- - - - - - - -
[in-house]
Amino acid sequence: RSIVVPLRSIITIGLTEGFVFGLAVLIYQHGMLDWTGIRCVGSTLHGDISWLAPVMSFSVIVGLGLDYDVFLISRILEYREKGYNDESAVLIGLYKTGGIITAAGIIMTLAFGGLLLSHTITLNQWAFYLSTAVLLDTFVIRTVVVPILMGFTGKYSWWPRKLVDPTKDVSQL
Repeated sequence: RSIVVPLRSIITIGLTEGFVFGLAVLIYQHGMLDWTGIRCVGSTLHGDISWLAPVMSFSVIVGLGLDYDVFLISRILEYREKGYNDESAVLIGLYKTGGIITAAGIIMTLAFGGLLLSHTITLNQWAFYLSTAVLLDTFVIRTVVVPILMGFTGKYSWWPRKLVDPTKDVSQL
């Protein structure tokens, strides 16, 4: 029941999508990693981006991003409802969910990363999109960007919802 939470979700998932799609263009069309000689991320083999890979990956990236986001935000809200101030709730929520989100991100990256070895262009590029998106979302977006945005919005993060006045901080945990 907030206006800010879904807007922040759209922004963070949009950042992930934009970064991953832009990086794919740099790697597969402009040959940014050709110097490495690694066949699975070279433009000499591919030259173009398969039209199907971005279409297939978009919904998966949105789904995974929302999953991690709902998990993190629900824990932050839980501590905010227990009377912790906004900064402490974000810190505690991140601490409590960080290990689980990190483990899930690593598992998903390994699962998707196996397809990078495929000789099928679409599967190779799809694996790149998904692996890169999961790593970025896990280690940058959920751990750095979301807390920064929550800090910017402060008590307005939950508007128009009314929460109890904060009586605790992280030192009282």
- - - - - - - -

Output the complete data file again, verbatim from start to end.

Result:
[in-house]
Amino acid sequence: RSIVVPLRSIITIGLTEGFVFGLAVLIYQHGMLDWTGIRCVGSTLHGDISWLAPVMSFSVIVGLGLDYDVFLISRILEYREKGYNDESAVLIGLYKTGGIITAAGIIMTLAFGGLLLSHTITLNQWAFYLSTAVLLDTFVIRTVVVPILMGFTGKYSWWPRKLVDPTKDVSQL
Repeated sequence: RSIVVPLRSIITIGLTEGFVFGLAVLIYQHGMLDWTGIRCVGSTLHGDISWLAPVMSFSVIVGLGLDYDVFLISRILEYREKGYNDESAVLIGLYKTGGIITAAGIIMTLAFGGLLLSHTITLNQWAFYLSTAVLLDTFVIRTVVVPILMGFTGKYSWWPRKLVDPTKDVSQL
């Protein structure tokens, strides 16, 4: 029941999508990693981006991003409802969910990363999109960007919802 939470979700998932799609263009069309000689991320083999890979990956990236986001935000809200101030709730929520989100991100990256070895262009590029998106979302977006945005919005993060006045901080945990 907030206006800010879904807007922040759209922004963070949009950042992930934009970064991953832009990086794919740099790697597969402009040959940014050709110097490495690694066949699975070279433009000499591919030259173009398969039209199907971005279409297939978009919904998966949105789904995974929302999953991690709902998990993190629900824990932050839980501590905010227990009377912790906004900064402490974000810190505690991140601490409590960080290990689980990190483990899930690593598992998903390994699962998707196996397809990078495929000789099928679409599967190779799809694996790149998904692996890169999961790593970025896990280690940058959920751990750095979301807390920064929550800090910017402060008590307005939950508007128009009314929460109890904060009586605790992280030192009282």